Ref : Applied Environmental Microbiology , 78 :1962 , 2012
Abstract : De-esterification is an important degradation or detoxification mechanism of sulfonylurea herbicide in microbes and plants. However, the biochemical and molecular mechanisms of sulfonylurea herbicide de-esterification are still unknown. In this study, a novel esterase gene, sulE, responsible for sulfonylurea herbicide de-esterification, was cloned from Hansschlegelia zhihuaiae S113. The gene contained an open reading frame of 1,194 bp, and a putative signal peptide at the N terminal was identified with a predicted cleavage site between Ala37 and Glu38, resulting in a 361-residue mature protein. SulE minus the signal peptide was synthesized in Escherichia coli BL21 and purified to homogeneity. SulE catalyzed the de-esterification of a variety of sulfonylurea herbicides that gave rise to the corresponding herbicidally inactive parent acid and exhibited the highest catalytic efficiency toward thifensulfuron-methyl. SulE was a dimer without the requirement of a cofactor. The activity of the enzyme was completely inhibited by Ag(+), Cd(2+), Zn(2+), methamidophos, and sodium dodecyl sulfate. A sulE-disrupted mutant strain, DeltasulE, was constructed by insertion mutation. DeltasulE lost the de-esterification ability and was more sensitive to the herbicides than the wild type of strain S113, suggesting that sulE played a vital role in the sulfonylurea herbicide resistance of the strain. The transfer of sulE into Saccharomyces cerevisiae BY4741 conferred on it the ability to de-esterify sulfonylurea herbicides and increased its resistance to the herbicides. This study has provided an excellent candidate for the mechanistic study of sulfonylurea herbicide metabolism and detoxification through de-esterification, construction of sulfonylurea herbicide-resistant transgenic crops, and bioremediation of sulfonylurea herbicide-contaminated environments.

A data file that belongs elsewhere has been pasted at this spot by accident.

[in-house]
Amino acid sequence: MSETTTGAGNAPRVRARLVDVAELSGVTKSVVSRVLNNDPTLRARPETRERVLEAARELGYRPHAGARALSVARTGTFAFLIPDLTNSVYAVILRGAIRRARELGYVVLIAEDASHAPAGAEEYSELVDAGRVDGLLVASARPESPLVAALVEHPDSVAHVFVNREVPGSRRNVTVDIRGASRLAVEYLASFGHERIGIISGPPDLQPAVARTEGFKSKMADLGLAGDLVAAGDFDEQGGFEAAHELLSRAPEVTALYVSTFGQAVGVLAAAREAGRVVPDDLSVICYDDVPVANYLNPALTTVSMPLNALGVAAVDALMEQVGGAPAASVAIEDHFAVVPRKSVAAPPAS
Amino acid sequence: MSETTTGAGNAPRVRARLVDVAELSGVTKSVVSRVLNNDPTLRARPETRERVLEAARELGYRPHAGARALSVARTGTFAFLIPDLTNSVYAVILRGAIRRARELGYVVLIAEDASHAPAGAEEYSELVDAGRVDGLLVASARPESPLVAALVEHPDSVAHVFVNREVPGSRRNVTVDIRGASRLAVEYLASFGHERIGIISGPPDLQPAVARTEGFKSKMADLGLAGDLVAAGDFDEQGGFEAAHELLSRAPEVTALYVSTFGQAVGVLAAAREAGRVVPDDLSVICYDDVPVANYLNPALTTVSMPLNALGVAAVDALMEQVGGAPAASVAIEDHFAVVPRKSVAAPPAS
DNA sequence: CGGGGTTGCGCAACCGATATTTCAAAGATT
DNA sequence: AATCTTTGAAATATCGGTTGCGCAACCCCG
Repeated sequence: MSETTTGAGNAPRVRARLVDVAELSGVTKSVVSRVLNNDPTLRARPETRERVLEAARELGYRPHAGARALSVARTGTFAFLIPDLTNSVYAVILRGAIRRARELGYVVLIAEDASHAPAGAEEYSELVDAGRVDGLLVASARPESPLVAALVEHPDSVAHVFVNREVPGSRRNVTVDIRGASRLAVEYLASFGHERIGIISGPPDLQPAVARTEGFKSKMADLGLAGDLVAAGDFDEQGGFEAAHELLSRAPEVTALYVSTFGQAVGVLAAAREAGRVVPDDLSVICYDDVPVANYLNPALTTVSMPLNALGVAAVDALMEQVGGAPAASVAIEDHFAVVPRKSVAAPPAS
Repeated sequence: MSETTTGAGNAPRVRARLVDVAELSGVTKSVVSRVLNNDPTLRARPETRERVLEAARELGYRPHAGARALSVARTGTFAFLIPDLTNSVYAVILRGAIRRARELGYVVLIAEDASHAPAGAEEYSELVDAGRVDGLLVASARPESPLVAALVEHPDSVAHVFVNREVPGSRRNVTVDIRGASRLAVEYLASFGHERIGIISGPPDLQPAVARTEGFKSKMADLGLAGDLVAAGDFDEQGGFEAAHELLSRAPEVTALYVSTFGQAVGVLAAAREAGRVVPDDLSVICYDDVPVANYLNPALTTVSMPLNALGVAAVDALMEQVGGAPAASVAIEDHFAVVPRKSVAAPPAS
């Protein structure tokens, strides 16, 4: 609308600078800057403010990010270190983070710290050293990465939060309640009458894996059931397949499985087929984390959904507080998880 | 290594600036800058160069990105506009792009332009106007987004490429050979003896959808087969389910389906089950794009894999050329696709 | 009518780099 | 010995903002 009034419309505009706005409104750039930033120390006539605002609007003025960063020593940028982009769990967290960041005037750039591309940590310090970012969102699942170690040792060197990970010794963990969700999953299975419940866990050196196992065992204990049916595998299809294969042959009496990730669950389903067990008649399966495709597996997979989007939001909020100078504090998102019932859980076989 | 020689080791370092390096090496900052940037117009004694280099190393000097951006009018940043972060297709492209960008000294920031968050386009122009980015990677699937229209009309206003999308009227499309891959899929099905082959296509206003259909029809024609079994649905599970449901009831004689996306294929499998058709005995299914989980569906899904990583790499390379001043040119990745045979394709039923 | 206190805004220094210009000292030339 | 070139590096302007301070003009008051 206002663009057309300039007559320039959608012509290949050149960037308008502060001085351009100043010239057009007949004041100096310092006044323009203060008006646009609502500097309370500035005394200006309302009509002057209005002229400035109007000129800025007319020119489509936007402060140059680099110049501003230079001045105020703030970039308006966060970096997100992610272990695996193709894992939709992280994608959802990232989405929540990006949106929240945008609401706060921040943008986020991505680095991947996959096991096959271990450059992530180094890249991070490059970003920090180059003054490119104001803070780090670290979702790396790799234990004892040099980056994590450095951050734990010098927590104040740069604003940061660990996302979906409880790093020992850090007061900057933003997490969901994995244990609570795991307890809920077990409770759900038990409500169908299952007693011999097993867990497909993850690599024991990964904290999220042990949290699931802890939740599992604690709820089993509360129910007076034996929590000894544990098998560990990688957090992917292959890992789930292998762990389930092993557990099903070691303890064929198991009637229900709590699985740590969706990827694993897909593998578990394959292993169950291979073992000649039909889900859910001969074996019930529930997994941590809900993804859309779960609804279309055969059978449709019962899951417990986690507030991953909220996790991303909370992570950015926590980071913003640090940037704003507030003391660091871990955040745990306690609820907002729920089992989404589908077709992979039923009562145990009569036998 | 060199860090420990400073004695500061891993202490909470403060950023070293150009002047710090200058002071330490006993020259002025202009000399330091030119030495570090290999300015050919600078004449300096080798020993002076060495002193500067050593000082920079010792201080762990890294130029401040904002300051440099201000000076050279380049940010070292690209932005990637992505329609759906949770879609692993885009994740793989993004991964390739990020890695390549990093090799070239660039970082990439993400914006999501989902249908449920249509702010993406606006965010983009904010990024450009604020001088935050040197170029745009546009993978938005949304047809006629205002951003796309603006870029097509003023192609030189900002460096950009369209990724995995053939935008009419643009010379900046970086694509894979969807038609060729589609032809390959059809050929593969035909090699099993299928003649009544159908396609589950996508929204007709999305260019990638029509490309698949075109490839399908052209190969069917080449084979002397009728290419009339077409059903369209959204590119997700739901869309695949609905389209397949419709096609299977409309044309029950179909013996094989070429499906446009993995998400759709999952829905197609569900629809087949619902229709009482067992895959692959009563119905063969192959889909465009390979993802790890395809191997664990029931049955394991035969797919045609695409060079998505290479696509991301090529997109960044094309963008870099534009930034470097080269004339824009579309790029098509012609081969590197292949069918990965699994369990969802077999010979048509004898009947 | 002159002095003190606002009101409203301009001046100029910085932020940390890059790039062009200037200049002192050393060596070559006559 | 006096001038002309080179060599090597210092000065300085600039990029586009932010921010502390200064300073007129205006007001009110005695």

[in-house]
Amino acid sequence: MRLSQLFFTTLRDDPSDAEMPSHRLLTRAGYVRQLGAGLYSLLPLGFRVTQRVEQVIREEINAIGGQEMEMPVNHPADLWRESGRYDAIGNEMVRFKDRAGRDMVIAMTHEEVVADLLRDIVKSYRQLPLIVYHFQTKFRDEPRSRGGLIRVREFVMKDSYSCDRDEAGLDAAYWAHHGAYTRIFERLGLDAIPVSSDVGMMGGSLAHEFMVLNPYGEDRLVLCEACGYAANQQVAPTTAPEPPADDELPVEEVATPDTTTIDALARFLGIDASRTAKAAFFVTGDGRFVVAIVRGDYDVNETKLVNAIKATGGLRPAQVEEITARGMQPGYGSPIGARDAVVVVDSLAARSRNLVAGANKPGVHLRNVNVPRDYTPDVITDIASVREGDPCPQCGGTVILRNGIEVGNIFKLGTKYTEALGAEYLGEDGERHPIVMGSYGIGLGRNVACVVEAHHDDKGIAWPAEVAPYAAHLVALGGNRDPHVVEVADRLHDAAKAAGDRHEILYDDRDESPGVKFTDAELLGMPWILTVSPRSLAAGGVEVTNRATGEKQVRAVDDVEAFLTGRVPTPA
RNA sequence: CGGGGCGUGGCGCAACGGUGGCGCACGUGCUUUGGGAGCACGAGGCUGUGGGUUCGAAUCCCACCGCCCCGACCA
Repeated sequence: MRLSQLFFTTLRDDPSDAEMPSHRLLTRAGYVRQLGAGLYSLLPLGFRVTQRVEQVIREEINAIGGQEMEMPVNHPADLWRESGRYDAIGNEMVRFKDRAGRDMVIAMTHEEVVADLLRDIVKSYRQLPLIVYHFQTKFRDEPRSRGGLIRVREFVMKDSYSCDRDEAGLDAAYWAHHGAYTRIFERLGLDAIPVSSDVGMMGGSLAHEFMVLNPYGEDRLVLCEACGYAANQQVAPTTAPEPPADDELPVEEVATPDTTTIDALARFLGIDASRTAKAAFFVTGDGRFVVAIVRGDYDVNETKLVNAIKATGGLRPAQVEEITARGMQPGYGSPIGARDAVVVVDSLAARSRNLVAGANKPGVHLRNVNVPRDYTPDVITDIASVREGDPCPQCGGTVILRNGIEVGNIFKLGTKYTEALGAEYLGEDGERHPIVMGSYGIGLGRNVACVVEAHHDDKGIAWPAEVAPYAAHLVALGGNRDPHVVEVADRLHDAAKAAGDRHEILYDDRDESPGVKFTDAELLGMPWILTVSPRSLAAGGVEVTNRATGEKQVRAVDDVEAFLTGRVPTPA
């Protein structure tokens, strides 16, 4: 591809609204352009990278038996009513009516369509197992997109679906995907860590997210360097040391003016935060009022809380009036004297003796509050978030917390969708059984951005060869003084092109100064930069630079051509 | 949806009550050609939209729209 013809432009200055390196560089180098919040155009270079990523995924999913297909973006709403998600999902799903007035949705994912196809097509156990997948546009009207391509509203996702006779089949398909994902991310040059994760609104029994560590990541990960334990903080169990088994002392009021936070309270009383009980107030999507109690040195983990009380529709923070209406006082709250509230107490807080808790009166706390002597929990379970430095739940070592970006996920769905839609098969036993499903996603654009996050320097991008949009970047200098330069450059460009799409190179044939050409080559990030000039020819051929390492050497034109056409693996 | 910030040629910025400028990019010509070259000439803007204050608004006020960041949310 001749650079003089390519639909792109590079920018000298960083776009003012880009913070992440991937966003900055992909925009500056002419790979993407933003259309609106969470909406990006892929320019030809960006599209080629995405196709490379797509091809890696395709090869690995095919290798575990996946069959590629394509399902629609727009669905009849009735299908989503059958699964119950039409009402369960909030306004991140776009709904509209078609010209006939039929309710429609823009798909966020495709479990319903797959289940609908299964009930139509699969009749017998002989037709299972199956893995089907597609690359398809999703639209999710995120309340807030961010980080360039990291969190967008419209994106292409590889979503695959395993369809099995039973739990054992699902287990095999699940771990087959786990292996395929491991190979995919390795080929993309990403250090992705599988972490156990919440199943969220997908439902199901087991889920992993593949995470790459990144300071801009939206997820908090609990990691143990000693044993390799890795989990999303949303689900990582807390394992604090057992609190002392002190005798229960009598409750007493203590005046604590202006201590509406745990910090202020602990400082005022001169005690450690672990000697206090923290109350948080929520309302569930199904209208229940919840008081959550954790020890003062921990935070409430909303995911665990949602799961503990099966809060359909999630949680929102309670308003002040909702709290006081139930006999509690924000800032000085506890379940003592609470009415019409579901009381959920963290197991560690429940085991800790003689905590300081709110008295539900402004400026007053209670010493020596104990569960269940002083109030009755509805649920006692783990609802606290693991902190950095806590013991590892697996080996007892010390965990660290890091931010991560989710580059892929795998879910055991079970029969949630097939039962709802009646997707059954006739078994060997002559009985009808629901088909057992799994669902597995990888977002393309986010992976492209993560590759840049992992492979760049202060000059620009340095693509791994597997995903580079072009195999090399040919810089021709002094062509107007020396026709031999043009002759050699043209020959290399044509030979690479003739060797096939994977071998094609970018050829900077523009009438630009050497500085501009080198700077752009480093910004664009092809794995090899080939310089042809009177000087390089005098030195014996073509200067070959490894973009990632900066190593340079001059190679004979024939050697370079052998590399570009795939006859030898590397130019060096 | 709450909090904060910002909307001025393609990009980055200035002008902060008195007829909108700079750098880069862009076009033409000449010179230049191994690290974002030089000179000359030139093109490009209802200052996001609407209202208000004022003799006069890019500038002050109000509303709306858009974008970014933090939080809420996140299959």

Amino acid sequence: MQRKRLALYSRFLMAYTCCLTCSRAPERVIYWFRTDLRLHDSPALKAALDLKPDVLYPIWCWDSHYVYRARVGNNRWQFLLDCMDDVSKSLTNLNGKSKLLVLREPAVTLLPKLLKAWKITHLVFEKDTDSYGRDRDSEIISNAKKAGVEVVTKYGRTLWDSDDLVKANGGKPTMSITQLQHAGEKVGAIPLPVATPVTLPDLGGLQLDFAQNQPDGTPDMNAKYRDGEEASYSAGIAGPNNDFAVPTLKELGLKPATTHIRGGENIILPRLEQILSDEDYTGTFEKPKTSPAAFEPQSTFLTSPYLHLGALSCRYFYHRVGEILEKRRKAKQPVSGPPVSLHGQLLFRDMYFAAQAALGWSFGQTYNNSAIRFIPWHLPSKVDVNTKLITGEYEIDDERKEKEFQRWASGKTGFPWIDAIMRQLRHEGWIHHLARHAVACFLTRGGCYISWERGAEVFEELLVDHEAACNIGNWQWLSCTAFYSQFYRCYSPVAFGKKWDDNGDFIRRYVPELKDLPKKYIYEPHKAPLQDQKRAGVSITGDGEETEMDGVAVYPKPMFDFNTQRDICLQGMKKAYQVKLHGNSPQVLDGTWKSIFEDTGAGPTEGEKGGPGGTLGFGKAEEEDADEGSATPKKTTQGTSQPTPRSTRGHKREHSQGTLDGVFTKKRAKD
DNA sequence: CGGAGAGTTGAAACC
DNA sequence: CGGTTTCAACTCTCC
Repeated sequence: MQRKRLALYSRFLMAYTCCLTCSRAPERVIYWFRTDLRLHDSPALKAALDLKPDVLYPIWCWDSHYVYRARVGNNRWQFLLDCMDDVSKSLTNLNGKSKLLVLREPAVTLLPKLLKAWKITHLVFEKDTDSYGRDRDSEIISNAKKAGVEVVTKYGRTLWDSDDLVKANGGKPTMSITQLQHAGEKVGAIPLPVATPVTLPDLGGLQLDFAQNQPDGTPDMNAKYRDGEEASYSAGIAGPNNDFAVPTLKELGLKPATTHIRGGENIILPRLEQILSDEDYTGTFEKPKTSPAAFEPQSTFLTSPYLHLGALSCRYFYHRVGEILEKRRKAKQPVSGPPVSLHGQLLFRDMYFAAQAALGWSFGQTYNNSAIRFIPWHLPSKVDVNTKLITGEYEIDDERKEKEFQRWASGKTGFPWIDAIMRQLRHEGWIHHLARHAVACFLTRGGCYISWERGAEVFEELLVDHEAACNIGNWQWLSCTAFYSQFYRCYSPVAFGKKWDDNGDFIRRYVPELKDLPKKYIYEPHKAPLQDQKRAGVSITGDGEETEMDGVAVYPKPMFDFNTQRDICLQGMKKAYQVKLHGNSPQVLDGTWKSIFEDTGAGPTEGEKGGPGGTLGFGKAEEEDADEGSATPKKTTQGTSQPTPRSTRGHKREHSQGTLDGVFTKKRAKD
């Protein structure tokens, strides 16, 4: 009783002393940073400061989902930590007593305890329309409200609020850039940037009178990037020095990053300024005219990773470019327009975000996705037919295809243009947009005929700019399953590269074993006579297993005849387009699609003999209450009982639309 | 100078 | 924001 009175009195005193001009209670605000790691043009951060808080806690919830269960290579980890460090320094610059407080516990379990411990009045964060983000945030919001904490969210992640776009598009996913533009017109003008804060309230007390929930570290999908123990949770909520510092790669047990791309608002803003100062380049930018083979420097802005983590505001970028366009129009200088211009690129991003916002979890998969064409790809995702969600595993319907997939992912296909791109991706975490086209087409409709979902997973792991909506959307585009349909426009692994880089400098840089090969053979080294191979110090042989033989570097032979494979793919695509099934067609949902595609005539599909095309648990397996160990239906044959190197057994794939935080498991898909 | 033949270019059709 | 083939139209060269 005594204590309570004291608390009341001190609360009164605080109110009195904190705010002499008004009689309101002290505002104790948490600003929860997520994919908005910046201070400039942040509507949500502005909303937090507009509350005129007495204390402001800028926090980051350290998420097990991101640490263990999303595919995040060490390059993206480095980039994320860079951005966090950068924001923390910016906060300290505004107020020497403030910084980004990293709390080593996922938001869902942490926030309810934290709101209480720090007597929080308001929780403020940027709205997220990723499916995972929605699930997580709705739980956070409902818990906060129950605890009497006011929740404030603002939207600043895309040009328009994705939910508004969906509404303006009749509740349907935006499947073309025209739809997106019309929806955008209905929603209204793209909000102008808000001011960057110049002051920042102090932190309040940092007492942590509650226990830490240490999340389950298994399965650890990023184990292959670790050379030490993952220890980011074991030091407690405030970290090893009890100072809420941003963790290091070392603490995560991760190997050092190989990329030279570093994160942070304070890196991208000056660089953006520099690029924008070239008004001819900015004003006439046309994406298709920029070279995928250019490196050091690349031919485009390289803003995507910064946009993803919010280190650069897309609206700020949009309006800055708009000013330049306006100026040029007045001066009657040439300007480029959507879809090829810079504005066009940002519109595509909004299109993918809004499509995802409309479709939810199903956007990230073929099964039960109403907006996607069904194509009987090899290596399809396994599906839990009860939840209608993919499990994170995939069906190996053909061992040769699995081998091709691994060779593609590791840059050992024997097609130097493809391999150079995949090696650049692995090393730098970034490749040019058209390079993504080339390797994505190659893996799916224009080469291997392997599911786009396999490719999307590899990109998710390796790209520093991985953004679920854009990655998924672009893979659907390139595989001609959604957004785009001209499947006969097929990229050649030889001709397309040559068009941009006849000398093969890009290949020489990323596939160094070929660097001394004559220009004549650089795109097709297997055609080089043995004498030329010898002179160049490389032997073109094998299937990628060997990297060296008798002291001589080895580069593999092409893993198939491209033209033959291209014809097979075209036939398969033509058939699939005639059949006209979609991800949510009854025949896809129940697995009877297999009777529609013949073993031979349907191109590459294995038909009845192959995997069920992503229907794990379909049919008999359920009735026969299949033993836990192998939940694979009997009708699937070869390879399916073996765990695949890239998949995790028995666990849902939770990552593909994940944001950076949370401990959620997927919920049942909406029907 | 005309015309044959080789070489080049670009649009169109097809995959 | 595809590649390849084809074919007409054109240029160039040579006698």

ESTHER : Hang_2012_Appl.Environ.Microbiol_78_1962
PubMedSearch : Hang_2012_Appl.Environ.Microbiol_78_1962
PubMedID: 22247165
Gene_locus related to this paper: 9rhiz-g9i933